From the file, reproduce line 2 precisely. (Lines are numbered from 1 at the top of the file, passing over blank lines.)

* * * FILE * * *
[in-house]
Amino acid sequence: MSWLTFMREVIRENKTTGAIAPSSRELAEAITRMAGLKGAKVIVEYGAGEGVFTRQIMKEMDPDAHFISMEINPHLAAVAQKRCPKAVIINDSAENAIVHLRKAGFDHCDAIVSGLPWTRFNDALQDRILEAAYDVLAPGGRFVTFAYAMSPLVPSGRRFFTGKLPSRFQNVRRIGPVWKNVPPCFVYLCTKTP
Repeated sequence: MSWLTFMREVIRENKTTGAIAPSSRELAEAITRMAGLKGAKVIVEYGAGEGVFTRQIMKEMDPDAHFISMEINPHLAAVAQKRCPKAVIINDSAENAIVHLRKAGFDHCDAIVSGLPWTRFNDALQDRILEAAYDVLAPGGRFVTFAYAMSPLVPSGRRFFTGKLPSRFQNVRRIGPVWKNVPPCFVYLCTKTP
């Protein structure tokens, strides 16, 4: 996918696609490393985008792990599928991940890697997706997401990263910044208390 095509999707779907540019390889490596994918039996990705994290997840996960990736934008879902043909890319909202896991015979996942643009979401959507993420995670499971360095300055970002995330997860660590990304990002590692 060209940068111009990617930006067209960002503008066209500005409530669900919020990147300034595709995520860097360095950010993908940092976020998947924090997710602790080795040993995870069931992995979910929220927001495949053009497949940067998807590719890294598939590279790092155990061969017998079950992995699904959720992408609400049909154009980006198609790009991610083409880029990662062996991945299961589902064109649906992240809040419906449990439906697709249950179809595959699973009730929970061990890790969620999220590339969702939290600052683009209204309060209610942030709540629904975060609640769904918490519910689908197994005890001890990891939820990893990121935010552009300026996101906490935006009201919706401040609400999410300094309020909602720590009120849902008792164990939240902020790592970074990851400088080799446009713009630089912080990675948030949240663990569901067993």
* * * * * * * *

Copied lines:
Amino acid sequence: MSWLTFMREVIRENKTTGAIAPSSRELAEAITRMAGLKGAKVIVEYGAGEGVFTRQIMKEMDPDAHFISMEINPHLAAVAQKRCPKAVIINDSAENAIVHLRKAGFDHCDAIVSGLPWTRFNDALQDRILEAAYDVLAPGGRFVTFAYAMSPLVPSGRRFFTGKLPSRFQNVRRIGPVWKNVPPCFVYLCTKTP